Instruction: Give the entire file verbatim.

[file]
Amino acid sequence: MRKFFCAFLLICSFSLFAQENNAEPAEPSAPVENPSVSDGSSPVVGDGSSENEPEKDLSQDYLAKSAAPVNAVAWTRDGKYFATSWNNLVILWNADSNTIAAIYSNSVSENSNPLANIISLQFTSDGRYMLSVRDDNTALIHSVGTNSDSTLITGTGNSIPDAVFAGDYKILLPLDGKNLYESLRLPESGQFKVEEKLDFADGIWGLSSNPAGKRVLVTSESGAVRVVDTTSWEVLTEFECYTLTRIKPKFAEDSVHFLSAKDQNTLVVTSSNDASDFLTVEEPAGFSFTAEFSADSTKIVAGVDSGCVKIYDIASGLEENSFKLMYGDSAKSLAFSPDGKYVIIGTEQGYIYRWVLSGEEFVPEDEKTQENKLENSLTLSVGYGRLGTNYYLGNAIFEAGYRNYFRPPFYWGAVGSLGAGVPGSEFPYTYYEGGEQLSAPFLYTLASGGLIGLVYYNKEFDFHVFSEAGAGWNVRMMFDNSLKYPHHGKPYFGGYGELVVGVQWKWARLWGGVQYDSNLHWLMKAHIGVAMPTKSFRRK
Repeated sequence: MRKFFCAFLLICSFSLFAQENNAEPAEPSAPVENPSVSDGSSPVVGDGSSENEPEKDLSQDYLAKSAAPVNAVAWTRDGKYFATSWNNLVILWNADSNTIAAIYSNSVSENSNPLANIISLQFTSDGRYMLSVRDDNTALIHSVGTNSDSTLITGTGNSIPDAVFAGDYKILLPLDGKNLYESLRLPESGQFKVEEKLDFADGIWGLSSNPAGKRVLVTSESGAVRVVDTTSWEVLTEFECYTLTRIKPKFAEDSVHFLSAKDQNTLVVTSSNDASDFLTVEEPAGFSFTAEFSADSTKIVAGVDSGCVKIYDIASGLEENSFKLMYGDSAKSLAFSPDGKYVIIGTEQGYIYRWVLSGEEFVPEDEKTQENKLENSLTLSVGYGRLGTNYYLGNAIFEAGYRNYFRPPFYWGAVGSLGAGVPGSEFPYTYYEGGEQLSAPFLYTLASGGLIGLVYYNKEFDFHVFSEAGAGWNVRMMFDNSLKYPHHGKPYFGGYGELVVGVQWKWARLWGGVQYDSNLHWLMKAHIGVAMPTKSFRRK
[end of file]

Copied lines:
Amino acid sequence: MRKFFCAFLLICSFSLFAQENNAEPAEPSAPVENPSVSDGSSPVVGDGSSENEPEKDLSQDYLAKSAAPVNAVAWTRDGKYFATSWNNLVILWNADSNTIAAIYSNSVSENSNPLANIISLQFTSDGRYMLSVRDDNTALIHSVGTNSDSTLITGTGNSIPDAVFAGDYKILLPLDGKNLYESLRLPESGQFKVEEKLDFADGIWGLSSNPAGKRVLVTSESGAVRVVDTTSWEVLTEFECYTLTRIKPKFAEDSVHFLSAKDQNTLVVTSSNDASDFLTVEEPAGFSFTAEFSADSTKIVAGVDSGCVKIYDIASGLEENSFKLMYGDSAKSLAFSPDGKYVIIGTEQGYIYRWVLSGEEFVPEDEKTQENKLENSLTLSVGYGRLGTNYYLGNAIFEAGYRNYFRPPFYWGAVGSLGAGVPGSEFPYTYYEGGEQLSAPFLYTLASGGLIGLVYYNKEFDFHVFSEAGAGWNVRMMFDNSLKYPHHGKPYFGGYGELVVGVQWKWARLWGGVQYDSNLHWLMKAHIGVAMPTKSFRRK
Repeated sequence: MRKFFCAFLLICSFSLFAQENNAEPAEPSAPVENPSVSDGSSPVVGDGSSENEPEKDLSQDYLAKSAAPVNAVAWTRDGKYFATSWNNLVILWNADSNTIAAIYSNSVSENSNPLANIISLQFTSDGRYMLSVRDDNTALIHSVGTNSDSTLITGTGNSIPDAVFAGDYKILLPLDGKNLYESLRLPESGQFKVEEKLDFADGIWGLSSNPAGKRVLVTSESGAVRVVDTTSWEVLTEFECYTLTRIKPKFAEDSVHFLSAKDQNTLVVTSSNDASDFLTVEEPAGFSFTAEFSADSTKIVAGVDSGCVKIYDIASGLEENSFKLMYGDSAKSLAFSPDGKYVIIGTEQGYIYRWVLSGEEFVPEDEKTQENKLENSLTLSVGYGRLGTNYYLGNAIFEAGYRNYFRPPFYWGAVGSLGAGVPGSEFPYTYYEGGEQLSAPFLYTLASGGLIGLVYYNKEFDFHVFSEAGAGWNVRMMFDNSLKYPHHGKPYFGGYGELVVGVQWKWARLWGGVQYDSNLHWLMKAHIGVAMPTKSFRRK